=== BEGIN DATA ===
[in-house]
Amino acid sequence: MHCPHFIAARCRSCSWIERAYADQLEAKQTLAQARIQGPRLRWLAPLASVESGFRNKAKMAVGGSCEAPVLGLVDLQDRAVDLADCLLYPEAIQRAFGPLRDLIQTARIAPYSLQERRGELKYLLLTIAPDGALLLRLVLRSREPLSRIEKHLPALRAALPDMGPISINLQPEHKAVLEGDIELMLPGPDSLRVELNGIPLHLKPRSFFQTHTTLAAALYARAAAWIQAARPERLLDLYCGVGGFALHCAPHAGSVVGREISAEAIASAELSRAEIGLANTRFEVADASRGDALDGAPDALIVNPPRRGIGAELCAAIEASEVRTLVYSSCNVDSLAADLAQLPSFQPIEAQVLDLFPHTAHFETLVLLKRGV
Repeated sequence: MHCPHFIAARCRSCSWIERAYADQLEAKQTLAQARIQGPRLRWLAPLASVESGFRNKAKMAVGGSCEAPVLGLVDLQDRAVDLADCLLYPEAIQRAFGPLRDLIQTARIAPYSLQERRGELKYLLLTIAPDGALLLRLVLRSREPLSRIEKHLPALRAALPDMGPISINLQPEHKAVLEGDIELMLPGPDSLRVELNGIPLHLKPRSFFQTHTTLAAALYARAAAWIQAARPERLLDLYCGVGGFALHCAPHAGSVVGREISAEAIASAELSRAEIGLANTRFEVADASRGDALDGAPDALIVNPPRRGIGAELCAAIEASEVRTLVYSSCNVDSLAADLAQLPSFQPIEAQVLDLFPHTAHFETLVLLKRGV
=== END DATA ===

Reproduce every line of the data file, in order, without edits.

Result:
[in-house]
Amino acid sequence: MHCPHFIAARCRSCSWIERAYADQLEAKQTLAQARIQGPRLRWLAPLASVESGFRNKAKMAVGGSCEAPVLGLVDLQDRAVDLADCLLYPEAIQRAFGPLRDLIQTARIAPYSLQERRGELKYLLLTIAPDGALLLRLVLRSREPLSRIEKHLPALRAALPDMGPISINLQPEHKAVLEGDIELMLPGPDSLRVELNGIPLHLKPRSFFQTHTTLAAALYARAAAWIQAARPERLLDLYCGVGGFALHCAPHAGSVVGREISAEAIASAELSRAEIGLANTRFEVADASRGDALDGAPDALIVNPPRRGIGAELCAAIEASEVRTLVYSSCNVDSLAADLAQLPSFQPIEAQVLDLFPHTAHFETLVLLKRGV
Repeated sequence: MHCPHFIAARCRSCSWIERAYADQLEAKQTLAQARIQGPRLRWLAPLASVESGFRNKAKMAVGGSCEAPVLGLVDLQDRAVDLADCLLYPEAIQRAFGPLRDLIQTARIAPYSLQERRGELKYLLLTIAPDGALLLRLVLRSREPLSRIEKHLPALRAALPDMGPISINLQPEHKAVLEGDIELMLPGPDSLRVELNGIPLHLKPRSFFQTHTTLAAALYARAAAWIQAARPERLLDLYCGVGGFALHCAPHAGSVVGREISAEAIASAELSRAEIGLANTRFEVADASRGDALDGAPDALIVNPPRRGIGAELCAAIEASEVRTLVYSSCNVDSLAADLAQLPSFQPIEAQVLDLFPHTAHFETLVLLKRGV